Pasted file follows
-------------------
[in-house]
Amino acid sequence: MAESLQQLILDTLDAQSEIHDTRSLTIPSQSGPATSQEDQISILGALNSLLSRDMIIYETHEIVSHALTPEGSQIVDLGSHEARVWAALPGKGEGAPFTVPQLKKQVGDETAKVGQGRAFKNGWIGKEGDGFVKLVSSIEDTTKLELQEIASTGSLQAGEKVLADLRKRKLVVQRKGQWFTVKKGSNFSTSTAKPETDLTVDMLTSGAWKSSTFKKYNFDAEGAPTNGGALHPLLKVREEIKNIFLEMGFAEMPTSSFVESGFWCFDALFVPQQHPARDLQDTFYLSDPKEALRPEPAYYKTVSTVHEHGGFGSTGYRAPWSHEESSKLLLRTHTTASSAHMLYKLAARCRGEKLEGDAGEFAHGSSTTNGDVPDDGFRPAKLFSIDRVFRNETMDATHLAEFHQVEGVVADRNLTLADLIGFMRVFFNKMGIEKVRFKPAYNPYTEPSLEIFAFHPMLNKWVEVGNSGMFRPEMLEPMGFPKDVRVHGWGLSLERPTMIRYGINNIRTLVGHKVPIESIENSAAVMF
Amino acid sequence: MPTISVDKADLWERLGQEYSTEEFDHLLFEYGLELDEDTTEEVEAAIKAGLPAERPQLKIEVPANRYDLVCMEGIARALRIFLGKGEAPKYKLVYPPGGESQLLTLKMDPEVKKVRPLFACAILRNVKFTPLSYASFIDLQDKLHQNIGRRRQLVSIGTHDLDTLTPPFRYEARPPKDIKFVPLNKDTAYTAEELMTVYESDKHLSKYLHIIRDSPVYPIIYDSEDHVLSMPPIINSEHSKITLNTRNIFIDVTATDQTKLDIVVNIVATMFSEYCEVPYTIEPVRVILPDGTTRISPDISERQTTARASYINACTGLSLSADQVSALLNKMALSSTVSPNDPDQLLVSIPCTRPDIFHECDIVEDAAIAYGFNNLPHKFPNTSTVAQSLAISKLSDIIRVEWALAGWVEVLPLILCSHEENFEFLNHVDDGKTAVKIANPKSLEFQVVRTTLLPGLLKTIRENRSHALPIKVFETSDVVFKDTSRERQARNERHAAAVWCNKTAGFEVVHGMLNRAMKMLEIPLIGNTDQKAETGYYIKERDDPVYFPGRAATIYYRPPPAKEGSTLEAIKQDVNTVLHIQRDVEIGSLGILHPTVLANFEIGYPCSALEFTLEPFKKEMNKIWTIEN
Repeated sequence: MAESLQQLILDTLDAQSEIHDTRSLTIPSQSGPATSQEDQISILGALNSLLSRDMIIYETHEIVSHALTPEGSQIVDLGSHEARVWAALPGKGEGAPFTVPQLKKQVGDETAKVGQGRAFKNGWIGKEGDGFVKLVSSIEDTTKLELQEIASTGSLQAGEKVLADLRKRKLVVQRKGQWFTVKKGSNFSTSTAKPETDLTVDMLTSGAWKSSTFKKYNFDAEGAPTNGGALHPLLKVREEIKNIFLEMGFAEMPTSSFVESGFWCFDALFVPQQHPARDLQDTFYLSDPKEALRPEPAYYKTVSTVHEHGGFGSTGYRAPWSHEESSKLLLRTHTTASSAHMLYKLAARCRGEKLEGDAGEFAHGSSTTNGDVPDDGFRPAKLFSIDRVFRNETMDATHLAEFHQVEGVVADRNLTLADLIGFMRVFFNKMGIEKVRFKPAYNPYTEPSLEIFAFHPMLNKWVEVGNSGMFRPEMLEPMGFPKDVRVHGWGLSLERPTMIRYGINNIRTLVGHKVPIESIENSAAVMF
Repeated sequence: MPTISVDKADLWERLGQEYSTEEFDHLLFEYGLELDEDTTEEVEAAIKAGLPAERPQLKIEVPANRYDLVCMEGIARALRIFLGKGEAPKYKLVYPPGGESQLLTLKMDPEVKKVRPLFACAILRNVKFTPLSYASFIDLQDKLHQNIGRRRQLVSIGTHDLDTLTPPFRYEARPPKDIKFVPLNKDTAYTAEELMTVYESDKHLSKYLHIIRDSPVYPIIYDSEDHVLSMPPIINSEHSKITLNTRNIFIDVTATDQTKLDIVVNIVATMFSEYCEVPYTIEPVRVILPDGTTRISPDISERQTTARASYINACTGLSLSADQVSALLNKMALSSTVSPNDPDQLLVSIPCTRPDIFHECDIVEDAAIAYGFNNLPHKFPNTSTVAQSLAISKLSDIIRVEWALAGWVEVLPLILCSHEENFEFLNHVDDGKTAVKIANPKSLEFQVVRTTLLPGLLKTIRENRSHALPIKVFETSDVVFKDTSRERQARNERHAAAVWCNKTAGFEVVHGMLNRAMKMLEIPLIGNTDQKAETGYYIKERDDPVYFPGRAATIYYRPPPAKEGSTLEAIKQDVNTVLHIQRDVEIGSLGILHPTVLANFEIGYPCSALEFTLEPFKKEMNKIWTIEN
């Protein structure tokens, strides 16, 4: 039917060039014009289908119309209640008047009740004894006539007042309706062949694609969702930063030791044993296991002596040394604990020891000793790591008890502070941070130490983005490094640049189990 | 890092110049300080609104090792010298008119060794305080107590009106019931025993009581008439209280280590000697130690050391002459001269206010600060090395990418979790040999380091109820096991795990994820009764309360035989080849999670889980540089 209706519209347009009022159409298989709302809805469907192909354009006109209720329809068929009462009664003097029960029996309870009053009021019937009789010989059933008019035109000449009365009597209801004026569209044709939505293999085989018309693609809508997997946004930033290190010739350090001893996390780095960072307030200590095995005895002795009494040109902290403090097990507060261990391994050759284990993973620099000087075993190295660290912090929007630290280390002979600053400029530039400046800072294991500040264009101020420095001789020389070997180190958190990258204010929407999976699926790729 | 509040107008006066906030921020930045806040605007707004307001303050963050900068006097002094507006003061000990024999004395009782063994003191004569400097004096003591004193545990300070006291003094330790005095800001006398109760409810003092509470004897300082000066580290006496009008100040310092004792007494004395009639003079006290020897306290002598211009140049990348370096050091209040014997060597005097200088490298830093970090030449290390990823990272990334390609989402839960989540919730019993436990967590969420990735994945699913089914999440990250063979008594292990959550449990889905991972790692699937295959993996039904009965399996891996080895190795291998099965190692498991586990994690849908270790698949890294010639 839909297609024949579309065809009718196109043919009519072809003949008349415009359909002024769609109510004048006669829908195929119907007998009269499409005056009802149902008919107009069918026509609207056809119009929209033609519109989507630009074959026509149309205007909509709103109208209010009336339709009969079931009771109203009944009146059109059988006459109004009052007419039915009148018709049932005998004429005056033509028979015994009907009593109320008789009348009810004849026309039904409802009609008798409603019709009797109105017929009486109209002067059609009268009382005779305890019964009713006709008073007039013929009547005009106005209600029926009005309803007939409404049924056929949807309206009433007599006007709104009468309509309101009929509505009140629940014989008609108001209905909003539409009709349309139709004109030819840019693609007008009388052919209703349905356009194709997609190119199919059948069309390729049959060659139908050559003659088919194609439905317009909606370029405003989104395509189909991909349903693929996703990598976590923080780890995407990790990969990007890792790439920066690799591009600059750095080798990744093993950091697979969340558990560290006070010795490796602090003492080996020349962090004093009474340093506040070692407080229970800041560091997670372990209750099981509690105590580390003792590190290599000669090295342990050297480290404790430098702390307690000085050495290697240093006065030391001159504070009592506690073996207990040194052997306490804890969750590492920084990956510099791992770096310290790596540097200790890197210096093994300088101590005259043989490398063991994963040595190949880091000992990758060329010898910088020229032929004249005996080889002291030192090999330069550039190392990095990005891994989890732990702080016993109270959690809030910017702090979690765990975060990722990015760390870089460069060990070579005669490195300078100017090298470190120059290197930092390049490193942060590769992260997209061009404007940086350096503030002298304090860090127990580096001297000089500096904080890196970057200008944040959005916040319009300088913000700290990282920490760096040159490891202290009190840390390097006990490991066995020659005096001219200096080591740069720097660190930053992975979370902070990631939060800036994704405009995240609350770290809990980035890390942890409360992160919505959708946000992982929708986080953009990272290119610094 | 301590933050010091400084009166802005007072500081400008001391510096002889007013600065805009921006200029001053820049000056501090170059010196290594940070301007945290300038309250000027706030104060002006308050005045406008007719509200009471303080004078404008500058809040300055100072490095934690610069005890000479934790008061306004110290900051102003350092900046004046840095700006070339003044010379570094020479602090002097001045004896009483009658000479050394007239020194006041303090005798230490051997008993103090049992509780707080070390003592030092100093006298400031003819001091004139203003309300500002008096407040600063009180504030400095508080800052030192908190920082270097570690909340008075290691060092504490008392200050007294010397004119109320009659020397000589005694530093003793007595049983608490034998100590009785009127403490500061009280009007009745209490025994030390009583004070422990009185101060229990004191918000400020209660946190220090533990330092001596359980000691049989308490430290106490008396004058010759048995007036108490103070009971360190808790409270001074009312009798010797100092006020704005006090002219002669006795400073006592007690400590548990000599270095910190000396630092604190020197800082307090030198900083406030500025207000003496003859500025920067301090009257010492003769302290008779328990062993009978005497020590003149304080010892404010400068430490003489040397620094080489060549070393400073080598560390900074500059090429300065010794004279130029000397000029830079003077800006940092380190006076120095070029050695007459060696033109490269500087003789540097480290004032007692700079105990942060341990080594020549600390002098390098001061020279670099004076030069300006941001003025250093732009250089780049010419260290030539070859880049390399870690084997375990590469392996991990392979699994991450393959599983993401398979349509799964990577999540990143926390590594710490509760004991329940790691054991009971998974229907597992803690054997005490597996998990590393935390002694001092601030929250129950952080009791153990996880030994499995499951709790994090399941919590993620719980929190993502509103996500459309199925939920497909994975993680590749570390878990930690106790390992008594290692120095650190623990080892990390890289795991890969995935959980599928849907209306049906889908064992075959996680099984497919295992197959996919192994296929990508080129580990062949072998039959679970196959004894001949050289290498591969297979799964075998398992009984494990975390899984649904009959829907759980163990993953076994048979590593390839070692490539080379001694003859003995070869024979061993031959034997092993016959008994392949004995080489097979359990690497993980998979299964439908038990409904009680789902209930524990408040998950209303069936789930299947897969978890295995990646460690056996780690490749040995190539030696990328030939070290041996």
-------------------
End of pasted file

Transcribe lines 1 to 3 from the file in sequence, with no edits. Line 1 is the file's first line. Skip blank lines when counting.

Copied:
[in-house]
Amino acid sequence: MAESLQQLILDTLDAQSEIHDTRSLTIPSQSGPATSQEDQISILGALNSLLSRDMIIYETHEIVSHALTPEGSQIVDLGSHEARVWAALPGKGEGAPFTVPQLKKQVGDETAKVGQGRAFKNGWIGKEGDGFVKLVSSIEDTTKLELQEIASTGSLQAGEKVLADLRKRKLVVQRKGQWFTVKKGSNFSTSTAKPETDLTVDMLTSGAWKSSTFKKYNFDAEGAPTNGGALHPLLKVREEIKNIFLEMGFAEMPTSSFVESGFWCFDALFVPQQHPARDLQDTFYLSDPKEALRPEPAYYKTVSTVHEHGGFGSTGYRAPWSHEESSKLLLRTHTTASSAHMLYKLAARCRGEKLEGDAGEFAHGSSTTNGDVPDDGFRPAKLFSIDRVFRNETMDATHLAEFHQVEGVVADRNLTLADLIGFMRVFFNKMGIEKVRFKPAYNPYTEPSLEIFAFHPMLNKWVEVGNSGMFRPEMLEPMGFPKDVRVHGWGLSLERPTMIRYGINNIRTLVGHKVPIESIENSAAVMF
Amino acid sequence: MPTISVDKADLWERLGQEYSTEEFDHLLFEYGLELDEDTTEEVEAAIKAGLPAERPQLKIEVPANRYDLVCMEGIARALRIFLGKGEAPKYKLVYPPGGESQLLTLKMDPEVKKVRPLFACAILRNVKFTPLSYASFIDLQDKLHQNIGRRRQLVSIGTHDLDTLTPPFRYEARPPKDIKFVPLNKDTAYTAEELMTVYESDKHLSKYLHIIRDSPVYPIIYDSEDHVLSMPPIINSEHSKITLNTRNIFIDVTATDQTKLDIVVNIVATMFSEYCEVPYTIEPVRVILPDGTTRISPDISERQTTARASYINACTGLSLSADQVSALLNKMALSSTVSPNDPDQLLVSIPCTRPDIFHECDIVEDAAIAYGFNNLPHKFPNTSTVAQSLAISKLSDIIRVEWALAGWVEVLPLILCSHEENFEFLNHVDDGKTAVKIANPKSLEFQVVRTTLLPGLLKTIRENRSHALPIKVFETSDVVFKDTSRERQARNERHAAAVWCNKTAGFEVVHGMLNRAMKMLEIPLIGNTDQKAETGYYIKERDDPVYFPGRAATIYYRPPPAKEGSTLEAIKQDVNTVLHIQRDVEIGSLGILHPTVLANFEIGYPCSALEFTLEPFKKEMNKIWTIEN